The Superior Court issued an opinion in Plant v. Rosado et al., C.A. No. N10C-11-048 JRS, on March 21, 2012, that has me scratching my head.
The Court appears to gut a large part of the plaintiff’s treating physician’s deposition testimony where it touched on the treating physician’s opinions concerning the defense medical examiner’s testimony.
The defense attorney apparently objected to the admission of the deposition testimony because by the time plaintiff’s counsel took the treating physician’s deposition on the eve of trial, it was too late for defense counsel to get another deposition of the defense doctor to respond to the plaintiff’s doctor’s testimony.
The Court did not follow that rationale in granting the defense motion. Rather the Court appears to have decided that by taking rebuttal testimony of the treating physician in the trial deposition, the plaintiff was changing the order of proof, thereby altering the burden of proof. The following is in the Court’s letter opinion:
The rationale for allowing parties to take expert testimony for use at trial by pretrial deposition is to accommodate the witnesses and to offer some efficiencies to counsel when appropriate. It is not, however, meant to change the order of proof or to alter the burden of proof. Here, Ms. Plant bears the burden of proving causation and damages. If the doctors were to appear live at trial, she would not have the opportunity to meet this burden by asking her doctor to offer opinions about defense expert testimony that had not yet been presented. Yet, in availing herself of the court’s practice of allowing parties to secure their expert trial testimony by pretrial deposition, the plaintiff has achieved the unfair advantage of bolstering her case in chief with trial evidence that would otherwise not be presented until the defense presented its case in chief. The court will not countenance this result.”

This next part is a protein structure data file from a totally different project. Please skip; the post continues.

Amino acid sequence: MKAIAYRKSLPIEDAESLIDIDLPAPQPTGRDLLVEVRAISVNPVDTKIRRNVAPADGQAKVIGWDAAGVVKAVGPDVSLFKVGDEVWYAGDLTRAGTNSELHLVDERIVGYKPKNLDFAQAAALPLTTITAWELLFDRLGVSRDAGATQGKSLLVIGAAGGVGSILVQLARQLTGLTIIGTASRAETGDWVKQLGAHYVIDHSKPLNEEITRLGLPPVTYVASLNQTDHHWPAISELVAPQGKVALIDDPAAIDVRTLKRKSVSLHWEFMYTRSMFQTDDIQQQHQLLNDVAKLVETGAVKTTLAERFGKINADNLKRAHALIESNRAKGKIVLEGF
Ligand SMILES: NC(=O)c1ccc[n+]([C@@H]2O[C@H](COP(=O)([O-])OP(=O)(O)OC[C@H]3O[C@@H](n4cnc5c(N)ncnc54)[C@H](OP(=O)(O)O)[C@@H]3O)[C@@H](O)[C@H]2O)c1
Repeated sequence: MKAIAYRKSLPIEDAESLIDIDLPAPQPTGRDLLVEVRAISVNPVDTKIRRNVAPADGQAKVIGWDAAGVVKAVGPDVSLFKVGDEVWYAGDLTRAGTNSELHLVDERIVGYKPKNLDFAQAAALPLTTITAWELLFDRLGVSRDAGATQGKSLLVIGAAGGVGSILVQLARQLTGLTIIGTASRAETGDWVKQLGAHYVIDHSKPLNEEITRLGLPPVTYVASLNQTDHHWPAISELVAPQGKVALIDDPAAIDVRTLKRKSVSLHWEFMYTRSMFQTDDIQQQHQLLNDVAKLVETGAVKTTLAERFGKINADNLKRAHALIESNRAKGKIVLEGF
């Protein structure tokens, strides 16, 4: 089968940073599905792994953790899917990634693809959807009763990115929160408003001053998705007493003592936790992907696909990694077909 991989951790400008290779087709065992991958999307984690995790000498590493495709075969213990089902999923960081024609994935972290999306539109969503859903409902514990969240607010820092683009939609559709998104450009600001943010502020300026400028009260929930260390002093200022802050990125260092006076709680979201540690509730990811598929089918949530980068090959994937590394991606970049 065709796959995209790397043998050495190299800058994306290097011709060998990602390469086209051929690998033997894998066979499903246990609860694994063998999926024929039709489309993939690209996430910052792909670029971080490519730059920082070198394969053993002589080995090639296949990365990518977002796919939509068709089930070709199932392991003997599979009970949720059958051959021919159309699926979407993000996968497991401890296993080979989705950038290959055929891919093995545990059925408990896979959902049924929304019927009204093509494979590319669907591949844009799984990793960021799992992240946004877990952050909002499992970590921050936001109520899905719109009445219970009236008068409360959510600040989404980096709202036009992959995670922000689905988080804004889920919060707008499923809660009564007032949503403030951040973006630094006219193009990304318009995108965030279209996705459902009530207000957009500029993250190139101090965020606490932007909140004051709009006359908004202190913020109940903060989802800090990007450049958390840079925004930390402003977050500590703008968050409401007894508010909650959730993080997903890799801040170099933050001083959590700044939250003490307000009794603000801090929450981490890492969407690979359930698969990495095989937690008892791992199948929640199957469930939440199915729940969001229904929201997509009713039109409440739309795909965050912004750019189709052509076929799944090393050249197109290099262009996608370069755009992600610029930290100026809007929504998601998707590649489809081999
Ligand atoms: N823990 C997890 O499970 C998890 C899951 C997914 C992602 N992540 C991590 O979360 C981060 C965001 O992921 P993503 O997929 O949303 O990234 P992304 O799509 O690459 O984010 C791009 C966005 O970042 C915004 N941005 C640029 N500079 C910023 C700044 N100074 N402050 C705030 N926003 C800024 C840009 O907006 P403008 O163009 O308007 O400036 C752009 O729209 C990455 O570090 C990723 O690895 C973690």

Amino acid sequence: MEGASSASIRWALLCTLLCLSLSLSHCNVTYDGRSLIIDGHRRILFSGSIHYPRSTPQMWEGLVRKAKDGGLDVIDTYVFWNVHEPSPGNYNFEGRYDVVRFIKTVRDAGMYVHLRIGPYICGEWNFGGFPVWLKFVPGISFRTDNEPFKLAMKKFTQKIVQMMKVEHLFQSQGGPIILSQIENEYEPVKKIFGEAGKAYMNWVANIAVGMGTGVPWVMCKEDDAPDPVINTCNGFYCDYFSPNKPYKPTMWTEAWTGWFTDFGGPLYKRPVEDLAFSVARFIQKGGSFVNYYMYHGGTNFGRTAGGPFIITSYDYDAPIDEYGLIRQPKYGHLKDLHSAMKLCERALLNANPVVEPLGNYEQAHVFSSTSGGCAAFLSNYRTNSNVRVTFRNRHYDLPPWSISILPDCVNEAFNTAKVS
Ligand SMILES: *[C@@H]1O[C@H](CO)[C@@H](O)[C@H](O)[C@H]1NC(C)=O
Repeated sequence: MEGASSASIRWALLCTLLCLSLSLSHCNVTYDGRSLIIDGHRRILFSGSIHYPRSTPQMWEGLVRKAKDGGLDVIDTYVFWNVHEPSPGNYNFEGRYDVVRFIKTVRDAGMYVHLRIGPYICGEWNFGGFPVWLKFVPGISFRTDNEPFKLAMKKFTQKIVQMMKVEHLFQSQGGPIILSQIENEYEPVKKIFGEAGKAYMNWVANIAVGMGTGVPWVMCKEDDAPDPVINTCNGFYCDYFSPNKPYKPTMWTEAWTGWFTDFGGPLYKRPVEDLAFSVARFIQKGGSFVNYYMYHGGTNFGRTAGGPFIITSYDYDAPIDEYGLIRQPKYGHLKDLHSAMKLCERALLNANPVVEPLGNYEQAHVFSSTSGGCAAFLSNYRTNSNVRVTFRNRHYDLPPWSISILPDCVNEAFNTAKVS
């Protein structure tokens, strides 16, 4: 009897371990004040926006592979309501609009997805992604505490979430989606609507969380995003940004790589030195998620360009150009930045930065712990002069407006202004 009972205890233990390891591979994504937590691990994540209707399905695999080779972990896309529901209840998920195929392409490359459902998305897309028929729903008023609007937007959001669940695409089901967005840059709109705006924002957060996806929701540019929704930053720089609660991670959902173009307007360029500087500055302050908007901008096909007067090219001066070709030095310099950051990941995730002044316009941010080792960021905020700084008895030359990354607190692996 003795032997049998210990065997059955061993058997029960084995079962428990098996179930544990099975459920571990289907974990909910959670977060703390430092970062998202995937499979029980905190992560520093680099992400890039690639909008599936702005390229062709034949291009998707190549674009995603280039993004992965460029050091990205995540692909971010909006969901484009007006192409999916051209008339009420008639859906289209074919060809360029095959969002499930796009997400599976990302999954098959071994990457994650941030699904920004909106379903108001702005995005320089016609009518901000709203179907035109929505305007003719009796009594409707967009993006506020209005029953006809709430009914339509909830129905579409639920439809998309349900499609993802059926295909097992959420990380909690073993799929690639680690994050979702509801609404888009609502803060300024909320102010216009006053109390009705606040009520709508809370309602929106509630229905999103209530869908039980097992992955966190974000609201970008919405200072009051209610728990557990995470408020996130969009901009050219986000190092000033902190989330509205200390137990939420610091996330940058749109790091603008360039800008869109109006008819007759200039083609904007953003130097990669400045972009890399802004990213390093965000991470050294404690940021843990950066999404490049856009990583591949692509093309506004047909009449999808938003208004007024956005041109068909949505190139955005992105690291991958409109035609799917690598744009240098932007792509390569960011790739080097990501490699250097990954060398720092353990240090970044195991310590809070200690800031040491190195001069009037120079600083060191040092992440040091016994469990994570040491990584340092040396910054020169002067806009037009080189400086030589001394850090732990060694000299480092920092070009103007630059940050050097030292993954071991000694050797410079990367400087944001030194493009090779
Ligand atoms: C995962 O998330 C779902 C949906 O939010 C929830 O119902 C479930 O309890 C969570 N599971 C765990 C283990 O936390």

I am not really sure how the Plaintiff presenting the DME opinion and rebutting it as part of her case in chief changes the plaintiff’s burden of proof, resulting in any unfairness to the defendant. Changing the order of proof does not necessarily change the burden of proof.
I suppose the lesson is that if you are the plaintiff’s attorney in a Delaware personal injury case and you are going to take your treating physician’s deposition, maybe you ought to bifurcate the deposition into material that can be presented during the case in chief and material to be presented during rebuttal, and have two videos and two transcripts. That way, the order of proof doesn’t change and you won’t end up with an order suggesting that you “secure [a busy orthopedic surgeon’s] appearance at trial [next week] and scrap the trial deposition [you just spent four thousand dollars on]”. (For anyone who isn’t completely clear, additions to that quote appearing in brackets are my own).
I did try to call the attorneys involved in this case, Mr. Shalk and Sean Gambogi, in order to get some additional input on this case, but both were in the trial today.